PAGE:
"Silent House" twists camera and narrative alike, but repulses more than it scares.
Though it’s based on the like-titled Uruguayan film “La Casa Muda,” “Silent House” seems oddly named for a thriller whose titular abode boasts the creaky floorboards of an old, dark genre. Taking place in real time via one apparently unbroken shot, this technically impressive, ultimately sleazy indie puts its heavy-breathing and buxom young heroine (Elizabeth Olsen) through the ringer for 87 minutes and leaves a sour aftertaste even by the brutalizing standards of modern horror. Another stylistic exercise from “Open Water” directors Chris Kentis and Laura Lau, “Silent House” twists camera and narrative alike, but repulses more than it scares.
Impeccably choreographed, if too often to ogle Olsen’s ample cleavage, the action opens on high, above a craggy lakeshore, as d.p. Igor Martinovic’s HD camera glides down to settle on Sarah (Olsen), a college-age beauty working with her dad John (Adam Trese) and uncle Peter (Eric Sheffer Stevens) to ready the family’s dilapidated cabin for sale. That Sarah’s elders look nearly young enough to be her boyfriends gives the pic a queasy feel from the start, as does the fact that the woman gets visibly disconcerted whenever someone — including pushy childhood playmate Sophia (Julia Taylor Ross) — brings up the distant past.
Shuttered from the inside, the large, dust-covered house emits all manner of weird noises, and with indoor lighting limited to that from battery-powered lanterns, false scares abound. Sarah, implausibly clad for housework in a miniskirt, white camisole, and wide-open cardigan, gets jittery by degrees, as a door slams shut, Dad momentarily disappears, and a bottle appears out of nowhere to roll along a crooked floor.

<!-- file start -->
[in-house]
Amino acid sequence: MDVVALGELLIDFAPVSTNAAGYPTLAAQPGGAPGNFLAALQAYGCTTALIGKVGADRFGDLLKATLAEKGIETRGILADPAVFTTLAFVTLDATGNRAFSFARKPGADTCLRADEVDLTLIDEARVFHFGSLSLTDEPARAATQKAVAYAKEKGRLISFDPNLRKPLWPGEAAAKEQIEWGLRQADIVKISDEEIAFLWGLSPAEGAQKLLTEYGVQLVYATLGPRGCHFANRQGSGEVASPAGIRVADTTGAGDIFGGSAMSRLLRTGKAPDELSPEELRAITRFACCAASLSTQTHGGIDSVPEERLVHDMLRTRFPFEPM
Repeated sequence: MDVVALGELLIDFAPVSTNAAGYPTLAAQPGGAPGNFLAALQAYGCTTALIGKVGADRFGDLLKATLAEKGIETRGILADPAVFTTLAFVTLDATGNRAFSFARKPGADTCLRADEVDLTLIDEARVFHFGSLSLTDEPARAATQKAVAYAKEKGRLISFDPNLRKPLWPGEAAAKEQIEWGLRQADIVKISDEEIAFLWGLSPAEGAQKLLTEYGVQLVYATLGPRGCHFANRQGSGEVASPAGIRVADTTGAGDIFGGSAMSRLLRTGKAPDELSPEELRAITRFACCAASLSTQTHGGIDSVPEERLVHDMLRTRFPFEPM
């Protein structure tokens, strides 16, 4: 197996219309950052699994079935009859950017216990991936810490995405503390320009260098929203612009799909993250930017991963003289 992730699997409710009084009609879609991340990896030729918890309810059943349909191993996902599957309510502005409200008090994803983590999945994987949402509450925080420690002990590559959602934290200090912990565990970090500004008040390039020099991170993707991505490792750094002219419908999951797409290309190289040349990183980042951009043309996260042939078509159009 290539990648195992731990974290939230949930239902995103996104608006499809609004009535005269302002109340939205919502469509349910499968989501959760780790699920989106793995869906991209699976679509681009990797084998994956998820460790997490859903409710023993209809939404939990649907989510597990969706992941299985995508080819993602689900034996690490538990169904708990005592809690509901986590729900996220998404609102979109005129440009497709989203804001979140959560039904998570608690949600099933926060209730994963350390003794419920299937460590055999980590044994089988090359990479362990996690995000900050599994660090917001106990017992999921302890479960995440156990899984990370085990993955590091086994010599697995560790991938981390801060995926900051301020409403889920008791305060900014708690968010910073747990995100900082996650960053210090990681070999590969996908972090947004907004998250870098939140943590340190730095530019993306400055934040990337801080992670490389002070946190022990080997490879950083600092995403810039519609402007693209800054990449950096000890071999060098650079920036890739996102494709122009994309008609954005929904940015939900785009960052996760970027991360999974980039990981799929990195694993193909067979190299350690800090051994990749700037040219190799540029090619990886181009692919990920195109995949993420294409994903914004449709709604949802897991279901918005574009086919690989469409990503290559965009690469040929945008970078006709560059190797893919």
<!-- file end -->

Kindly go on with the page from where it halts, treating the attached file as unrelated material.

What happens next can’t be described without spoiling the pic’s surprises, such as they are. Suffice it to say that Sarah’s camisole turns crimson in a couple of places, the house is visited by two other creepy figures, and the ending throws all that has preceded it into a new and rather ugly light. Kentis and Lau get mildly Hitchcockian with popping flashbulbs out of “Rear Window” and at least one “Rope”-style trick to disguise an edit, but “Silent House” mainly leans on its Uruguayan predecessor, give or take the final minutes of “REC” and “The Blair Witch Project.”
Pulling off the thespian equivalent of running a marathon, the hyperventilating Olsen works awfully hard in the service of a film that, in the end, does little or nothing to preserve her character’s integrity. And as Trese and Stevens utterly fail to convince as father and uncle, respectively, the pic’s true star is Martinovic’s unblinking camera, which really ought to have been let loose in some other house.